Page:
Equivalence Relation Problem


by Dream
Tags: equivalence, relation
Dream
Dream is offline
#1
Jun4-07, 01:51 AM
P: 4
Hi,
Here is my question. I need to prove the following an equivalence relation.
Let A = {1,2,3,4,5} X {1.2,3,4,5} and define a relation R on A by (x1,y1)R{ x2,y2) if x1+y1=x2+y2.

I am bit confused how to use the condition x1+y1=x2+y2 to prove for transitive, symmetric and reflexive properties.
Please help.
Thanks
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JohnDuck
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#2
Jun4-07, 02:36 AM
P: 74
Can you show that "=" is an equivalence relation on the integers?
Dream
Dream is offline
#3
Jun4-07, 02:48 AM
P: 4
Thanks for your reply John.
Ya sure. If I have got your question correctly. I have done this.
Let S be a nonempty set of integers and let
equality = be our relation. Then = is an equivalence relation on
S since
(i) a = a for all a S,
(ii) if a = b, then b = a (for all a,b),
(iii) if a = b and a = b then a = c (for all a,b,c ).

I am eager to know whether I am correct on this or not.

JohnDuck
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#4
Jun4-07, 03:04 AM
P: 74

Equivalence Relation Problem


I think on you probably meant: (iii) If a = b and b = c then a = c. The point is, at any rate, that it's easy to see that x1+y1 and x2+y2 from your original post are both integers.
fopc
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#5
Jun4-07, 03:15 AM
P: 90
Quote Quote by Dream View Post
Hi,
Here is my question. I need to prove the following an equivalence relation.
Let A = {1,2,3,4,5} X {1.2,3,4,5} and define a relation R on A by (x1,y1)R{ x2,y2) if x1+y1=x2+y2.

I am bit confused how to use the condition x1+y1=x2+y2 to prove for transitive, symmetric and reflexive properties.
Please help.
Thanks

The relation R that you defined is an equivalence relation on A;
it is not, however, the equality relation on A.

I suggest you state the reflexive, symmetric and transitive properties for binary relations in general.

Then verify that R satisfies all three.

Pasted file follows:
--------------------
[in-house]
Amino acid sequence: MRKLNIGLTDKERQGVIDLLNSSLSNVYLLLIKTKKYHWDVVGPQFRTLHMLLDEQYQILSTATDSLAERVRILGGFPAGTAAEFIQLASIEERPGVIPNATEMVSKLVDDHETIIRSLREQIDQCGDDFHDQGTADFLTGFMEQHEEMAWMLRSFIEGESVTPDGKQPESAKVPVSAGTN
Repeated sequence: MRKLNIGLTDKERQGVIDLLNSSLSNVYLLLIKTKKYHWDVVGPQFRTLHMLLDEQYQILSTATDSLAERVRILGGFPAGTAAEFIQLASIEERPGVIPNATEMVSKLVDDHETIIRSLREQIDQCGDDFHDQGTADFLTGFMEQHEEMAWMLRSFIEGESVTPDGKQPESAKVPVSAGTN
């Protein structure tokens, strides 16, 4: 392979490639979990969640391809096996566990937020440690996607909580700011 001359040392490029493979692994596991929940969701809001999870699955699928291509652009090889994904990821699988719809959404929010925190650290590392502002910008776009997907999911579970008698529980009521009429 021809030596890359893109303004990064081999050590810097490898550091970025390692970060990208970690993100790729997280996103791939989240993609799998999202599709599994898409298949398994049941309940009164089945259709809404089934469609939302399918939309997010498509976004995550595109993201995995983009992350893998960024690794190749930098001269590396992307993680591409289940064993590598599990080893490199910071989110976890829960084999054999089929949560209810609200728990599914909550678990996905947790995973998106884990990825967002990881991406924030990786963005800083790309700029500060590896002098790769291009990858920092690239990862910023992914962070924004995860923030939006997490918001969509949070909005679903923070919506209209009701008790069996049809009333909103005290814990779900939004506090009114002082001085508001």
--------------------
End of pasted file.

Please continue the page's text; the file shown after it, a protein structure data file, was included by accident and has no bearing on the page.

Dream
Dream is offline
#6
Jun4-07, 04:00 AM
P: 4
Thanks fopc! but what is the use of condition x1+y1 = x2+y2 ?
matt grime
matt grime is offline
#7
Jun4-07, 05:34 AM
Sci Advisor
HW Helper
P: 9,398
Use? Who knows. It's just an example to see if you can prove something is an equivalence relation.

You've not written a proof yet.

So, does (x,y)R(x,y)?
Does (x,y)R(u,v) imply (u,v)R(x,y)?
Does (x,y)R(u,v) and (u,v)R(s,t) imply (x,y)R(s,t)?
fopc
fopc is offline
#8
Jun4-07, 06:55 AM
P: 90
Quote Quote by Dream View Post
Thanks fopc! but what is the use of condition x1+y1 = x2+y2 ?

Here's some supplementary information to consider.

R is a subset of AxA.

x1+y1 = x1+y2 is the property or predicate (call it P) that defines R, i.e.,
R = {((x1,y1),(x2,y2)) | x1+y1 = x2+y2} (loosely stated).

What use is P? P must be used to establish the three properties in question.
There is no escape here. It must be used.
What I think you'll see is that the properties in question will be inherited
from P itself. Think about '='.

Invariably, for me at least, generating specific examples gives confidence
that something can be established in general.
Here's an example for each property.

Reflexivity:
Ask yourself, is every member of A in relation with itself (all 25 of them)? Of course, yes.
For example, is ((1,2),(1,2)) in R?

Symmetry:
Example: Clearly, ((3,4),(5,2)) is in R. Then we must have that ((5,2),(3,4)) in R and it is.

Transitivity:
Example: Clearly, ((5,1),(4,2)) and ((4,2),(3,3)) are in R. Then we must have ((5,1),(3,3)) in R and it is.
Dream
Dream is offline
#9
Jun5-07, 02:10 AM
P: 4
Thanks a lot... :-)


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